My Husband’s Happiness is Not My Responsibility

My Husband’s Happiness is Not My Responsibility

June 30, 2002, I walked into a random church in Colorado Springs, Colorado. Little did I know that a handsome man would hit on me there and later become my husband. Fast forward 18 years and three kids: what a joy filled and a hard fought journey it has been. A journey I would not trade for anything. A journey that has brought me to a place of discovering the beauty, freedom and healing in releasing my spouse to tend to his shit. Or maybe a more kind phrase would be, becoming a more wholehearted man. Releasing my husband to his journey provided him with the courage to release me to mine. When we were no longer being contained or controlled by the other, it allowed us to step aside making room for God to step in. 

Journey to Becoming Wholehearted

The journey to becoming a more wholehearted woman has been a type of excavation for me. A slow process whereby lies, agreements, and wounds are being uncovered and identified. In the early years of my marriage, I wanted to please my husband in everything I did. I believed he was the report card on how I was doing not only as a wife and mother but as a person. This was not something he ever communicated to me. Instead, it was a lie that had gotten in long ago. The lie that my husband’s happiness is up to me. With that thinking in play, the perfectionist and fixer in me comes out in full force. And when I try to “fix,” I communicate to my husband that he is not good enough. I open the door for shame to enter in to both of us and in between us. 

Through the process of excavation, I have come to see that becoming wholehearted is living with my entire being. The good, the bad and the ugly. It’s allowing myself to be seen, even in those messy places. From her book, Daring Greatly: How the Courage to Be Vulnerable Transforms the Way We Live, Love, Parent and Lead, Brené Brown defines Wholehearted Living as: 

“…engaging in our lives from a place of worthiness. It means cultivating the courage, compassion and connection to wake up in the morning and think, No matter what gets done and how much is left undone, I am enough. It’s going to bed at night thinking, Yes I am imperfect and vulnerable and sometimes afraid but that doesn’t change the truth that I am worthy of love and belonging.” 

The Fruit of Excavation

As I tend to the soil beneath my feet, I become aware of the places in me that react and rush to fix. I become increasingly aware of what my triggers are, and when I armor up in a conversation or in an interaction. As I make the daily choice to lay down judgment and offense and replace it with empathy and compassion, I am investing in the development of a landscape that, in union with my Father, will bear much fruit. Fruit that looks like a wife who releases her husband to be himself and discover more deeply who that person is. Who continually steps aside so that God can step in.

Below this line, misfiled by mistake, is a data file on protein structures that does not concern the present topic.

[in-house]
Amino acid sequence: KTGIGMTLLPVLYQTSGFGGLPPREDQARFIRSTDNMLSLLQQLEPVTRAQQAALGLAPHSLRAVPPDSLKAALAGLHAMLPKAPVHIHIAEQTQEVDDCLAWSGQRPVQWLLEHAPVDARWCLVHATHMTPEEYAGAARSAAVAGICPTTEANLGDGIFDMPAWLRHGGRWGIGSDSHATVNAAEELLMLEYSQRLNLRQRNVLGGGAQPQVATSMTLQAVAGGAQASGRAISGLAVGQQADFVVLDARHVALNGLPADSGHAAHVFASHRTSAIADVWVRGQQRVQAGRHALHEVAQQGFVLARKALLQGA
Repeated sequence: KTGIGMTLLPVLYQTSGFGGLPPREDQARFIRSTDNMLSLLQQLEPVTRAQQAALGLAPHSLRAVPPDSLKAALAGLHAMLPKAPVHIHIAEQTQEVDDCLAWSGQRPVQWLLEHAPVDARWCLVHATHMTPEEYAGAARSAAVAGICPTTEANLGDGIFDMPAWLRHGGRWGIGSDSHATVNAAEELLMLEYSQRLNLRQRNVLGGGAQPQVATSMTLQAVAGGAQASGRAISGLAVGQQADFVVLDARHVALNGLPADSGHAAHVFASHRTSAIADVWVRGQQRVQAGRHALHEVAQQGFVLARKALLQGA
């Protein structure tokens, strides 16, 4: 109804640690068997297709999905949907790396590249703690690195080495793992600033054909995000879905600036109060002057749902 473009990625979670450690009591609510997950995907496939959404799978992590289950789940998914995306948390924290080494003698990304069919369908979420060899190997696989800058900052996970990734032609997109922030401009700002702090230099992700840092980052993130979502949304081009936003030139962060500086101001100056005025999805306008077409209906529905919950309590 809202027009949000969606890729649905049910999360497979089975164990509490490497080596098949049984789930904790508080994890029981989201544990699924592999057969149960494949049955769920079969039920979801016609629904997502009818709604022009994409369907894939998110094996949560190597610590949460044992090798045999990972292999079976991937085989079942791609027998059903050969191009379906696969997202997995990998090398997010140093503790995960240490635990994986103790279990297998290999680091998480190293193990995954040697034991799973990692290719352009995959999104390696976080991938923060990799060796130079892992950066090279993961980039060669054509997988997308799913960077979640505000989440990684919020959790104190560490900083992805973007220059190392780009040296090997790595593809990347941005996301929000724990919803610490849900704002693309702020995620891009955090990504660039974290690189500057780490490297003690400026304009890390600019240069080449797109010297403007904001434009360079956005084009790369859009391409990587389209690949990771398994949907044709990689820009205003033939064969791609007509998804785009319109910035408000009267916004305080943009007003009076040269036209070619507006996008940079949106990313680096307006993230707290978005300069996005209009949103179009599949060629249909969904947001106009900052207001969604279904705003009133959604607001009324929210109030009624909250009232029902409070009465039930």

One of the sweetest fruits of my excavation has been the development of a deeper level of communication with my husband. A communication that is not hindered by our defenses. A communication that cultivates unity. It tears down the walls and tears up the lists of how the other should change or all the ways they’ve blown it.  A communication that offers up our hearts and allows us to be deeply seen. Deeply loved. And, deeply fought for as we are and in who we are becoming. That honors one another’s hearts by asking, ‘Would you like me to listen or would you like me to respond?’ 

Unity Cultivates Intimacy

In the book, Becoming a King: The Path to Restoring the Heart of a Man, Morgan Snyder says: 

“Unity cultivates intimacy. And intimacy – in marriage with our partner and in union with our God – is the goal and the prize of this story.” 

Choosing the posture to release my husband – to get out of God’s way and allow Him to step in – has grown in me a deeper love for my husband than I ever dreamed possible. There is a beauty and a freedom that comes with knowing that I get the joy of being my husband’s wife. Period. I do not need to take on any more than that. My husband’s happiness is not my responsibility. I do not need to carry the weight of being his savior. His problem solver. His buddy. I simply get to love. And that brings a life and a joy that cannot be contained. My eyes aren’t clouded with the lists of his shortcomings. I can see more clearly his strength, courage, and love for me.  And that gives him even more permission to see the beauty and love that I want to offer.

What roles are you fulfilling in your spouse’s life that aren’t yours to play?  What if your spouse was free to enter into their unfinished places at a pace of THEIR choosing, not yours?  Where do you feel the nudge of God to step aside and let Him work?

Robin Pantusa

Robin lives in Colorado Springs, Colorado with her husband and three children. She taught kindergarten and first grade for ten years before making the choice to stay home and care for her children. She enjoys the beauty of the Rocky Mountains and the laughter of dance parties with her family. Robin finds life in honest and vulnerable conversations and in the partnership of writing with her Father.

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